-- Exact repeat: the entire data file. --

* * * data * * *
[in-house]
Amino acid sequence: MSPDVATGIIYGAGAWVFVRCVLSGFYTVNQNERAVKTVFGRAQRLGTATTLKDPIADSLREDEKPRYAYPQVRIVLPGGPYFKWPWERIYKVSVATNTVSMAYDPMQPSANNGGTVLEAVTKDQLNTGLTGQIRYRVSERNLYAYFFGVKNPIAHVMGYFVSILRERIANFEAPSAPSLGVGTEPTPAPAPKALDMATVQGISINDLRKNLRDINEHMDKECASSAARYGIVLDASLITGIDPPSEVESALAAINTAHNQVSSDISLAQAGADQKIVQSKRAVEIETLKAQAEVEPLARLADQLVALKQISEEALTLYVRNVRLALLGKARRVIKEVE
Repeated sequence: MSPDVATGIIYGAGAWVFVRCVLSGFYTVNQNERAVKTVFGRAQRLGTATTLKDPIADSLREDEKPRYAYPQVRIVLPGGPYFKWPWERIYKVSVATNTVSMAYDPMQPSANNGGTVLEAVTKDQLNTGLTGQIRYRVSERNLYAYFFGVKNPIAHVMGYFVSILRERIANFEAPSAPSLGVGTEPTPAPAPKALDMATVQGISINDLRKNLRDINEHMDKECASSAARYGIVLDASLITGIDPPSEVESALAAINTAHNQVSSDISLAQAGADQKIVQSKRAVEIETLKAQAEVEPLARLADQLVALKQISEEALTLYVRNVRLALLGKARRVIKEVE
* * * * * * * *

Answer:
[in-house]
Amino acid sequence: MSPDVATGIIYGAGAWVFVRCVLSGFYTVNQNERAVKTVFGRAQRLGTATTLKDPIADSLREDEKPRYAYPQVRIVLPGGPYFKWPWERIYKVSVATNTVSMAYDPMQPSANNGGTVLEAVTKDQLNTGLTGQIRYRVSERNLYAYFFGVKNPIAHVMGYFVSILRERIANFEAPSAPSLGVGTEPTPAPAPKALDMATVQGISINDLRKNLRDINEHMDKECASSAARYGIVLDASLITGIDPPSEVESALAAINTAHNQVSSDISLAQAGADQKIVQSKRAVEIETLKAQAEVEPLARLADQLVALKQISEEALTLYVRNVRLALLGKARRVIKEVE
Repeated sequence: MSPDVATGIIYGAGAWVFVRCVLSGFYTVNQNERAVKTVFGRAQRLGTATTLKDPIADSLREDEKPRYAYPQVRIVLPGGPYFKWPWERIYKVSVATNTVSMAYDPMQPSANNGGTVLEAVTKDQLNTGLTGQIRYRVSERNLYAYFFGVKNPIAHVMGYFVSILRERIANFEAPSAPSLGVGTEPTPAPAPKALDMATVQGISINDLRKNLRDINEHMDKECASSAARYGIVLDASLITGIDPPSEVESALAAINTAHNQVSSDISLAQAGADQKIVQSKRAVEIETLKAQAEVEPLARLADQLVALKQISEEALTLYVRNVRLALLGKARRVIKEVE